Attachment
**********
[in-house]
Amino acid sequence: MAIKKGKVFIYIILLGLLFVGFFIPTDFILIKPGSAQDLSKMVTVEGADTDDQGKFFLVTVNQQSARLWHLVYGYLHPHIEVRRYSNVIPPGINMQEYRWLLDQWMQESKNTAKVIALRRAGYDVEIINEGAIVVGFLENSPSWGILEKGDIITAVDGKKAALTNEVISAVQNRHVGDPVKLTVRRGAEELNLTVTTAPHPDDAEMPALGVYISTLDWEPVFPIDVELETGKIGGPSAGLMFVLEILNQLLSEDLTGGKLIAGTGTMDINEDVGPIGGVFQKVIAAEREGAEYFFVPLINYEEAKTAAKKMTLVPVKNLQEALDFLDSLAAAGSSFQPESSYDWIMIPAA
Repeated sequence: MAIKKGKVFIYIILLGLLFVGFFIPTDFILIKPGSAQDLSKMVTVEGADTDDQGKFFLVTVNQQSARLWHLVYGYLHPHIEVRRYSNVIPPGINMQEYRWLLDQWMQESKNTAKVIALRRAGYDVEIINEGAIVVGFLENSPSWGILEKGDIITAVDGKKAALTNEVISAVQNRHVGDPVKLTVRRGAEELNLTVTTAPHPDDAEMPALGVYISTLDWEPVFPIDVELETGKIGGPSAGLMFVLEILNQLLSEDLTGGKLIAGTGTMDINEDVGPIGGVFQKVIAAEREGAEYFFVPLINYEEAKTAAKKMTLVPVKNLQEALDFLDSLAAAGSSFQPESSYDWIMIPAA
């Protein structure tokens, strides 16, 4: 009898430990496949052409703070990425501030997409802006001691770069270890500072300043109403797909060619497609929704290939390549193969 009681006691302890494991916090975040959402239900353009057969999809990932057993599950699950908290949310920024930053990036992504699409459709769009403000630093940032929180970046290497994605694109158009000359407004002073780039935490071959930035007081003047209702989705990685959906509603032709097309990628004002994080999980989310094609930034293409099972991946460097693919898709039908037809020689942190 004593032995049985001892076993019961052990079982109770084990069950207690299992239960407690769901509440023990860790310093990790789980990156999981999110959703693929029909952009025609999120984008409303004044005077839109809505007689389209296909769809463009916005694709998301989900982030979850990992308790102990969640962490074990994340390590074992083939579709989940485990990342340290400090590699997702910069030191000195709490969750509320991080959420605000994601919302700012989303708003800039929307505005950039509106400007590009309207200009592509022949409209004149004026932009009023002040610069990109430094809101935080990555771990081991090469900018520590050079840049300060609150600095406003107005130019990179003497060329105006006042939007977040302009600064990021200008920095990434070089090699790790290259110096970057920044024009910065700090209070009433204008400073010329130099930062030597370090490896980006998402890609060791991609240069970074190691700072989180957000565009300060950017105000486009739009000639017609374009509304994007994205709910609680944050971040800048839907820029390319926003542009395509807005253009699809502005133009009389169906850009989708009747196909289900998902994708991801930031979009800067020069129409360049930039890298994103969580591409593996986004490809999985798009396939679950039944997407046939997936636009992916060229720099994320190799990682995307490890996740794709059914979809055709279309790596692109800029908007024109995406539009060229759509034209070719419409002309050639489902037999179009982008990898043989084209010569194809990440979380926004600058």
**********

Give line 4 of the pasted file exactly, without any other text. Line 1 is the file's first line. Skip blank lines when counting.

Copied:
């Protein structure tokens, strides 16, 4: 009898430990496949052409703070990425501030997409802006001691770069270890500072300043109403797909060619497609929704290939390549193969 009681006691302890494991916090975040959402239900353009057969999809990932057993599950699950908290949310920024930053990036992504699409459709769009403000630093940032929180970046290497994605694109158009000359407004002073780039935490071959930035007081003047209702989705990685959906509603032709097309990628004002994080999980989310094609930034293409099972991946460097693919898709039908037809020689942190 004593032995049985001892076993019961052990079982109770084990069950207690299992239960407690769901509440023990860790310093990790789980990156999981999110959703693929029909952009025609999120984008409303004044005077839109809505007689389209296909769809463009916005694709998301989900982030979850990992308790102990969640962490074990994340390590074992083939579709989940485990990342340290400090590699997702910069030191000195709490969750509320991080959420605000994601919302700012989303708003800039929307505005950039509106400007590009309207200009592509022949409209004149004026932009009023002040610069990109430094809101935080990555771990081991090469900018520590050079840049300060609150600095406003107005130019990179003497060329105006006042939007977040302009600064990021200008920095990434070089090699790790290259110096970057920044024009910065700090209070009433204008400073010329130099930062030597370090490896980006998402890609060791991609240069970074190691700072989180957000565009300060950017105000486009739009000639017609374009509304994007994205709910609680944050971040800048839907820029390319926003542009395509807005253009699809502005133009009389169906850009989708009747196909289900998902994708991801930031979009800067020069129409360049930039890298994103969580591409593996986004490809999985798009396939679950039944997407046939997936636009992916060229720099994320190799990682995307490890996740794709059914979809055709279309790596692109800029908007024109995406539009060229759509034209070719419409002309050639489902037999179009982008990898043989084209010569194809990440979380926004600058």